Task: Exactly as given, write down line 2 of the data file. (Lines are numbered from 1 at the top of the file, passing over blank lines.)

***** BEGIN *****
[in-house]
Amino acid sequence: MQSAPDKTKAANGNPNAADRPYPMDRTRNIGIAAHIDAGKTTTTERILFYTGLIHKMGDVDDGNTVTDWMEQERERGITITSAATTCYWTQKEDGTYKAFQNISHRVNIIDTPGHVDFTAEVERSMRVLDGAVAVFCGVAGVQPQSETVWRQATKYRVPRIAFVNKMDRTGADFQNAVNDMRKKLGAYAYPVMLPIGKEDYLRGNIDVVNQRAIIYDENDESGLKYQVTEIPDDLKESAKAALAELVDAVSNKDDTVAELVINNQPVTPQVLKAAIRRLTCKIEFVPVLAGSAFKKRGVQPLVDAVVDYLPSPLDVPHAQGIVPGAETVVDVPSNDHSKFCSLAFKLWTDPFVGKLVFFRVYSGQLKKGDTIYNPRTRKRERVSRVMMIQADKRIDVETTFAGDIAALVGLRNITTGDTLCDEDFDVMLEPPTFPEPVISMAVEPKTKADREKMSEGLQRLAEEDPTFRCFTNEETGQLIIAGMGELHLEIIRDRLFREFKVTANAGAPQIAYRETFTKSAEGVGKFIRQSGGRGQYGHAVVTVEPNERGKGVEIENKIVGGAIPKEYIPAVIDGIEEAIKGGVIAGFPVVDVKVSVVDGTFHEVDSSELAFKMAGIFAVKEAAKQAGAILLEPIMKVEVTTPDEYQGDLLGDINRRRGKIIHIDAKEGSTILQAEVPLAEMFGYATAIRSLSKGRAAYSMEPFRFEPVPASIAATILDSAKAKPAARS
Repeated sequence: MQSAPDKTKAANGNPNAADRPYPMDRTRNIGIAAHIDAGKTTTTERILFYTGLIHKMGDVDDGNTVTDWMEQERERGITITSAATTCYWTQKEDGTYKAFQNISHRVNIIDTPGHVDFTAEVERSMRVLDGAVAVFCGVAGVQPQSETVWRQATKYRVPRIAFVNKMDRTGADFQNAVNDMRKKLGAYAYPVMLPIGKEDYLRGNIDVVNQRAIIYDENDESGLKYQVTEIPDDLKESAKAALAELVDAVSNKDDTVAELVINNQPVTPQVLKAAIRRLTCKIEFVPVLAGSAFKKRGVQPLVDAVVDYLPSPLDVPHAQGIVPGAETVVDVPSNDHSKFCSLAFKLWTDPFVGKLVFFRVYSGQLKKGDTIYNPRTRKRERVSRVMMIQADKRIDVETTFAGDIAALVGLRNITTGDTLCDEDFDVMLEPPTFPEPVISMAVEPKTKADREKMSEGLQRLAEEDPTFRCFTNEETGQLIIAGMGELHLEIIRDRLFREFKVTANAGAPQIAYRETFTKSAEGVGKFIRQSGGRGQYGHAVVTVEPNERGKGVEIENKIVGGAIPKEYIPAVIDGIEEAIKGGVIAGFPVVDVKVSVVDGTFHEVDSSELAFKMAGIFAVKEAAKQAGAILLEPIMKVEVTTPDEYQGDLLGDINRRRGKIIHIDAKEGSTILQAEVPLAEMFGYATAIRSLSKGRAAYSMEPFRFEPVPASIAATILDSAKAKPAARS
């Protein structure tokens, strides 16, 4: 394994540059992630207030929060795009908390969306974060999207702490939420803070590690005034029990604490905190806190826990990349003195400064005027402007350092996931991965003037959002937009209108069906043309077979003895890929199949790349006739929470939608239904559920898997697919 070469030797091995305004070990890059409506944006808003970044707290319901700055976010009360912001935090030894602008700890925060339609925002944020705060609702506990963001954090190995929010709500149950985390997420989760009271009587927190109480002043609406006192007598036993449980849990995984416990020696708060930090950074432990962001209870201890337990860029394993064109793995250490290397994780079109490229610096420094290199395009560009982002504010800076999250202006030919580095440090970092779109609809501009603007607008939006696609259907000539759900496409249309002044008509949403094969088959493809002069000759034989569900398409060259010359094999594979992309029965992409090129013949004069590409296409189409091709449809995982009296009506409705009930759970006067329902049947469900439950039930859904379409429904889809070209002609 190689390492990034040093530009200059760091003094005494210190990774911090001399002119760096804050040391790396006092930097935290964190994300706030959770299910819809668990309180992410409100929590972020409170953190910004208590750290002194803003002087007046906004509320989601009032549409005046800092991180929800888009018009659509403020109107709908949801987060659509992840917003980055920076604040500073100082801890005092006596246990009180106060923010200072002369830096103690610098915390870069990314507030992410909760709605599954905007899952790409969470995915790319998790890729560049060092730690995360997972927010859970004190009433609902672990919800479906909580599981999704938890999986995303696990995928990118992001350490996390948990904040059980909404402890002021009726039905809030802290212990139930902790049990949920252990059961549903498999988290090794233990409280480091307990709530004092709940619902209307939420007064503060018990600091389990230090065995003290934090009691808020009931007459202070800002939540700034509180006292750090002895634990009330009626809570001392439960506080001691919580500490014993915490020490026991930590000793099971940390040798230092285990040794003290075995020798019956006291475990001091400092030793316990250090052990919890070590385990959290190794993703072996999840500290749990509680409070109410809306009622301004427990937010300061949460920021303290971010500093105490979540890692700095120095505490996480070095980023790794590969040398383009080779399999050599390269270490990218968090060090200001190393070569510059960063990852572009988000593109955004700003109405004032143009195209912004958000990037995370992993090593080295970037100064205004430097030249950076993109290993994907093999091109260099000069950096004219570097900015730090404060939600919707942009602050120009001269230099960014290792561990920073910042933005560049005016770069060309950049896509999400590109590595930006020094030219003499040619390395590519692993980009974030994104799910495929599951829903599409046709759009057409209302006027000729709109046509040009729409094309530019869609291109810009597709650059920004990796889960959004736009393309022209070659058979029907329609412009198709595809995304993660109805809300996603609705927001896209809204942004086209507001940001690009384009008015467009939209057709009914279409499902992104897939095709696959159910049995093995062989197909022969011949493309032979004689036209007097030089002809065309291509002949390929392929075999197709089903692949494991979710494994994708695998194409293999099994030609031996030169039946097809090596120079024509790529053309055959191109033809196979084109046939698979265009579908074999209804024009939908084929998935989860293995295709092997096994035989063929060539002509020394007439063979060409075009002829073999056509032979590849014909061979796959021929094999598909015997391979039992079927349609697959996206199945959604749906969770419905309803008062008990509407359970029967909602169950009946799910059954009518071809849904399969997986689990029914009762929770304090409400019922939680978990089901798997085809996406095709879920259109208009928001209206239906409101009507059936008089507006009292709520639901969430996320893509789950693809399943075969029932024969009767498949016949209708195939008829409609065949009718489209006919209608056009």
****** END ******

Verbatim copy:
Amino acid sequence: MQSAPDKTKAANGNPNAADRPYPMDRTRNIGIAAHIDAGKTTTTERILFYTGLIHKMGDVDDGNTVTDWMEQERERGITITSAATTCYWTQKEDGTYKAFQNISHRVNIIDTPGHVDFTAEVERSMRVLDGAVAVFCGVAGVQPQSETVWRQATKYRVPRIAFVNKMDRTGADFQNAVNDMRKKLGAYAYPVMLPIGKEDYLRGNIDVVNQRAIIYDENDESGLKYQVTEIPDDLKESAKAALAELVDAVSNKDDTVAELVINNQPVTPQVLKAAIRRLTCKIEFVPVLAGSAFKKRGVQPLVDAVVDYLPSPLDVPHAQGIVPGAETVVDVPSNDHSKFCSLAFKLWTDPFVGKLVFFRVYSGQLKKGDTIYNPRTRKRERVSRVMMIQADKRIDVETTFAGDIAALVGLRNITTGDTLCDEDFDVMLEPPTFPEPVISMAVEPKTKADREKMSEGLQRLAEEDPTFRCFTNEETGQLIIAGMGELHLEIIRDRLFREFKVTANAGAPQIAYRETFTKSAEGVGKFIRQSGGRGQYGHAVVTVEPNERGKGVEIENKIVGGAIPKEYIPAVIDGIEEAIKGGVIAGFPVVDVKVSVVDGTFHEVDSSELAFKMAGIFAVKEAAKQAGAILLEPIMKVEVTTPDEYQGDLLGDINRRRGKIIHIDAKEGSTILQAEVPLAEMFGYATAIRSLSKGRAAYSMEPFRFEPVPASIAATILDSAKAKPAARS